3. Search close to home, especially if your cat was an indoor-only cat like Tasia was. This means stay tight to your block, across the street and across the lane. If your cat was an indoor-outdoor cat, expand your search to a 4-5 block range. Look for crawl spaces, garages, sheds, under decks and balconies and any sheltered spot a cat can get into. Meaning there's a space 4-5" high. Even after you've searched likely places once, return to them repeatedly. (We had searched the spot where Tasia was hiding a few times, and visited it repeatedly. It was only by being there often that we saw her one day by accident.)
4. Put up lots of neighbourhood posters on your block, and radiating out 1 block in all directions. (4-6 blocks for indoor-outdoor cats) protected in plastic from the elements. Include a photo (colour is best), cats' name, where & when lost (date & cross streets), brief identifying decription, and a phone number where you can be reached 24/7. Make sure you are available 24/7 to respond to calls.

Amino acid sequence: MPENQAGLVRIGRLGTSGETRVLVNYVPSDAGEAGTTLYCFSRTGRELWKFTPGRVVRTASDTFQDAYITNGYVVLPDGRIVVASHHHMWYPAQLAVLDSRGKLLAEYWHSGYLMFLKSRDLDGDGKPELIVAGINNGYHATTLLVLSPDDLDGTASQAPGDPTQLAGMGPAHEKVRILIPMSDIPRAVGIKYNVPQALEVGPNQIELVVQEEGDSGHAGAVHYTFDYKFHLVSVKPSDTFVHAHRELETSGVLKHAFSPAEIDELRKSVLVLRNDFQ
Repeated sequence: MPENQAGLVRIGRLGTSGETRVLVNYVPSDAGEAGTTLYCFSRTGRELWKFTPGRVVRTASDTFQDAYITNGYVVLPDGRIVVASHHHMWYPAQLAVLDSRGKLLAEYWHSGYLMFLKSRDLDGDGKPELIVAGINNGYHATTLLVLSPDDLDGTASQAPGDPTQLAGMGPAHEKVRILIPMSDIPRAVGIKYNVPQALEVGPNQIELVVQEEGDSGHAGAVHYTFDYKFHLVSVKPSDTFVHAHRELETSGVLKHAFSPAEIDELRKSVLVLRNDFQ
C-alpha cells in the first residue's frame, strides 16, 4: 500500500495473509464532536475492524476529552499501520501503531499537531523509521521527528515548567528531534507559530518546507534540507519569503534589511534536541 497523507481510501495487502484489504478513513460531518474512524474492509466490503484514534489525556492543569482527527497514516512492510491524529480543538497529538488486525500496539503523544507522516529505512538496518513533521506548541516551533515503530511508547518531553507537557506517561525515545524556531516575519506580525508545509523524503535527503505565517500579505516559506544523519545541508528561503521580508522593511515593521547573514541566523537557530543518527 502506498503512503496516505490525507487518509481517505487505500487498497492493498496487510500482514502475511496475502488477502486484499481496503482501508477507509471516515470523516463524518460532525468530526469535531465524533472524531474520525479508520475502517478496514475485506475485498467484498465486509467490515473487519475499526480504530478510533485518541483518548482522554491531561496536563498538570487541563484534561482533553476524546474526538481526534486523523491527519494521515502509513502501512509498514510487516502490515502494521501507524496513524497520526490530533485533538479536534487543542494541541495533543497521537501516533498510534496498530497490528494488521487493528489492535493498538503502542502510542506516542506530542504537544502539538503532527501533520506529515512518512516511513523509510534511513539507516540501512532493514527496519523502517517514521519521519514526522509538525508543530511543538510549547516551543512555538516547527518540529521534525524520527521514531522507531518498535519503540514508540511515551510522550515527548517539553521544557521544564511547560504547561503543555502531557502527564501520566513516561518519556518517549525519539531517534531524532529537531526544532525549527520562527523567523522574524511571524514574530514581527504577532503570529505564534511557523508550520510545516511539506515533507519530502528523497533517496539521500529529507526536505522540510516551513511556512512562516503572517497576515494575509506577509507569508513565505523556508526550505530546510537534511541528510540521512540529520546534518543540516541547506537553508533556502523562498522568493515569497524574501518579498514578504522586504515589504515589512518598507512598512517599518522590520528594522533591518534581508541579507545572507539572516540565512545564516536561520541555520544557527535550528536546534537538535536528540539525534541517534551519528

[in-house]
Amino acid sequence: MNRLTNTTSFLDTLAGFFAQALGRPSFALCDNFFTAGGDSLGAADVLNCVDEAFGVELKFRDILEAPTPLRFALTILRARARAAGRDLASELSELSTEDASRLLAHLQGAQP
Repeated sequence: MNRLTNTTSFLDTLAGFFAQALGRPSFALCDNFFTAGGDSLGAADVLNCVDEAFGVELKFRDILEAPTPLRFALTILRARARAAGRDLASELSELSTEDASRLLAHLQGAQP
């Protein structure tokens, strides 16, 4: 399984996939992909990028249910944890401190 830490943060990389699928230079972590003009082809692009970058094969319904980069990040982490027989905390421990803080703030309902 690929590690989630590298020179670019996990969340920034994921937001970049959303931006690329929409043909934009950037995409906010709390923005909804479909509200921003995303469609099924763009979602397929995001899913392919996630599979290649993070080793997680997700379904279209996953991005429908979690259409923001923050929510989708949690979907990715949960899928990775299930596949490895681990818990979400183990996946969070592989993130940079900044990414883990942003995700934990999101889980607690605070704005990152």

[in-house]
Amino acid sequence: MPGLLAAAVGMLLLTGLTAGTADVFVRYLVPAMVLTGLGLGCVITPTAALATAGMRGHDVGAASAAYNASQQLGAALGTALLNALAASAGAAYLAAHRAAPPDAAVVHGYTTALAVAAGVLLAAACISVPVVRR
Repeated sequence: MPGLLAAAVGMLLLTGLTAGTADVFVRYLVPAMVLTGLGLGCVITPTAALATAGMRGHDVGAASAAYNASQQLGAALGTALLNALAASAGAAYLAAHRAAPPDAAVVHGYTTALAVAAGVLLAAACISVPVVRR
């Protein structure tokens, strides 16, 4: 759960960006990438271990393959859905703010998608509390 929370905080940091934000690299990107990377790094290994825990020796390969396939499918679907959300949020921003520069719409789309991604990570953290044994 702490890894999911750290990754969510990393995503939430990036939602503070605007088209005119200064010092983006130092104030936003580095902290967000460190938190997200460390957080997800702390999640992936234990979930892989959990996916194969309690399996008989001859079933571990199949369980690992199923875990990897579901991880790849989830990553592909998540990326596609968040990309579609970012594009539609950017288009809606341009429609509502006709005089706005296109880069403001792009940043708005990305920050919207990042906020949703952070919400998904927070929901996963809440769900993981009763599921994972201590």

Follow up on every lead, to see if the cat the person called you about is your cat. Start by hanging around where the cat was seen, and asking neighbours if they know if a cat meeting the description given, lives there. This is the "process of elimination" --- if the cat described lives there, it's not your cat, but if you can find nothing about it or cannot find it yourself, include the location on your list of search places. After awhile, you'll know which cats belong where, and you won't have to go out on every call, because you'll know by experience that the cat the person is calling about is probably not yours.
5. Search mostly after dark and at dawn, especially if you have limited time. 11:00 PM through 2:00 AM is prime time for lost cats to come out, as is just before sunrise. Use daylight hours for sussing out likely hiding spots, getting familiar with what looks safe to a cat, postering, and for talking to neighbours.